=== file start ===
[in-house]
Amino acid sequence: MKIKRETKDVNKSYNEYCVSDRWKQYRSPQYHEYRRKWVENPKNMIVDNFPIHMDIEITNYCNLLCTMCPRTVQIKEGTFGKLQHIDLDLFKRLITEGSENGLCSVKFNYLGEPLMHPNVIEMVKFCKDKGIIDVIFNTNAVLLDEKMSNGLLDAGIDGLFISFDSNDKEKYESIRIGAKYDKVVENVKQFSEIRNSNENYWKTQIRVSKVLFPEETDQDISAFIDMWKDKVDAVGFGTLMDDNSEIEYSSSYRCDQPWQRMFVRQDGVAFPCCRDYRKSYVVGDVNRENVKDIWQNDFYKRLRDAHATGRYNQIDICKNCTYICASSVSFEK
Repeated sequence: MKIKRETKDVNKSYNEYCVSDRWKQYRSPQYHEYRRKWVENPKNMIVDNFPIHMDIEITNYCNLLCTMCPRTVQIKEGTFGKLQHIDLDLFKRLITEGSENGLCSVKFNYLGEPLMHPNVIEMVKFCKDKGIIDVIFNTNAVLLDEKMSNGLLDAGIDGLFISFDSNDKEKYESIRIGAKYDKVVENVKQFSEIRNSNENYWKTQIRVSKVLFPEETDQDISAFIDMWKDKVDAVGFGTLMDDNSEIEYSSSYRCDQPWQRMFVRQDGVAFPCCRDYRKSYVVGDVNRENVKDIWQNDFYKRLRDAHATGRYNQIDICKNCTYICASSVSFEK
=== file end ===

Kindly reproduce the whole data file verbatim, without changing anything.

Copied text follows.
[in-house]
Amino acid sequence: MKIKRETKDVNKSYNEYCVSDRWKQYRSPQYHEYRRKWVENPKNMIVDNFPIHMDIEITNYCNLLCTMCPRTVQIKEGTFGKLQHIDLDLFKRLITEGSENGLCSVKFNYLGEPLMHPNVIEMVKFCKDKGIIDVIFNTNAVLLDEKMSNGLLDAGIDGLFISFDSNDKEKYESIRIGAKYDKVVENVKQFSEIRNSNENYWKTQIRVSKVLFPEETDQDISAFIDMWKDKVDAVGFGTLMDDNSEIEYSSSYRCDQPWQRMFVRQDGVAFPCCRDYRKSYVVGDVNRENVKDIWQNDFYKRLRDAHATGRYNQIDICKNCTYICASSVSFEK
Repeated sequence: MKIKRETKDVNKSYNEYCVSDRWKQYRSPQYHEYRRKWVENPKNMIVDNFPIHMDIEITNYCNLLCTMCPRTVQIKEGTFGKLQHIDLDLFKRLITEGSENGLCSVKFNYLGEPLMHPNVIEMVKFCKDKGIIDVIFNTNAVLLDEKMSNGLLDAGIDGLFISFDSNDKEKYESIRIGAKYDKVVENVKQFSEIRNSNENYWKTQIRVSKVLFPEETDQDISAFIDMWKDKVDAVGFGTLMDDNSEIEYSSSYRCDQPWQRMFVRQDGVAFPCCRDYRKSYVVGDVNRENVKDIWQNDFYKRLRDAHATGRYNQIDICKNCTYICASSVSFEK